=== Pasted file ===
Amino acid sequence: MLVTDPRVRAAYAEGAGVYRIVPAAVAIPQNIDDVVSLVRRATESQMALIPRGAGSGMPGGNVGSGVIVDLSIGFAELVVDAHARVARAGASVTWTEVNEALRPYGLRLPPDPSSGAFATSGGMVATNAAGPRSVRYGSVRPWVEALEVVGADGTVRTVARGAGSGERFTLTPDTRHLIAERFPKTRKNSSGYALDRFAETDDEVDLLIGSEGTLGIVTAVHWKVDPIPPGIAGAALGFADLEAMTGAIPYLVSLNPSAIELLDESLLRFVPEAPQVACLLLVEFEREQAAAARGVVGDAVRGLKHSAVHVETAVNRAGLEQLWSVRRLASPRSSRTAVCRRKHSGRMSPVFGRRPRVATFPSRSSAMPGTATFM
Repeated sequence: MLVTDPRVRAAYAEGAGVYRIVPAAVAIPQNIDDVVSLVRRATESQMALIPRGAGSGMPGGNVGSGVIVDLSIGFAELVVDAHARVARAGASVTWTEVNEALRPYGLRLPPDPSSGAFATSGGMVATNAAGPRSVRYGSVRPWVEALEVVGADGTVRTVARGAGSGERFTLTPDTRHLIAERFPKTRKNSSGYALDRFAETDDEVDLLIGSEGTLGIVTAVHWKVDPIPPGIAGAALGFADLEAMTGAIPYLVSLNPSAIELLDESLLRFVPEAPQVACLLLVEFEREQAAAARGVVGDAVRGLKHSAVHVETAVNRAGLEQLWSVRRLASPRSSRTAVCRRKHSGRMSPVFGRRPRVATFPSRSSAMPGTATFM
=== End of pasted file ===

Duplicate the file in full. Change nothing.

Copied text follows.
Amino acid sequence: MLVTDPRVRAAYAEGAGVYRIVPAAVAIPQNIDDVVSLVRRATESQMALIPRGAGSGMPGGNVGSGVIVDLSIGFAELVVDAHARVARAGASVTWTEVNEALRPYGLRLPPDPSSGAFATSGGMVATNAAGPRSVRYGSVRPWVEALEVVGADGTVRTVARGAGSGERFTLTPDTRHLIAERFPKTRKNSSGYALDRFAETDDEVDLLIGSEGTLGIVTAVHWKVDPIPPGIAGAALGFADLEAMTGAIPYLVSLNPSAIELLDESLLRFVPEAPQVACLLLVEFEREQAAAARGVVGDAVRGLKHSAVHVETAVNRAGLEQLWSVRRLASPRSSRTAVCRRKHSGRMSPVFGRRPRVATFPSRSSAMPGTATFM
Repeated sequence: MLVTDPRVRAAYAEGAGVYRIVPAAVAIPQNIDDVVSLVRRATESQMALIPRGAGSGMPGGNVGSGVIVDLSIGFAELVVDAHARVARAGASVTWTEVNEALRPYGLRLPPDPSSGAFATSGGMVATNAAGPRSVRYGSVRPWVEALEVVGADGTVRTVARGAGSGERFTLTPDTRHLIAERFPKTRKNSSGYALDRFAETDDEVDLLIGSEGTLGIVTAVHWKVDPIPPGIAGAALGFADLEAMTGAIPYLVSLNPSAIELLDESLLRFVPEAPQVACLLLVEFEREQAAAARGVVGDAVRGLKHSAVHVETAVNRAGLEQLWSVRRLASPRSSRTAVCRRKHSGRMSPVFGRRPRVATFPSRSSAMPGTATFM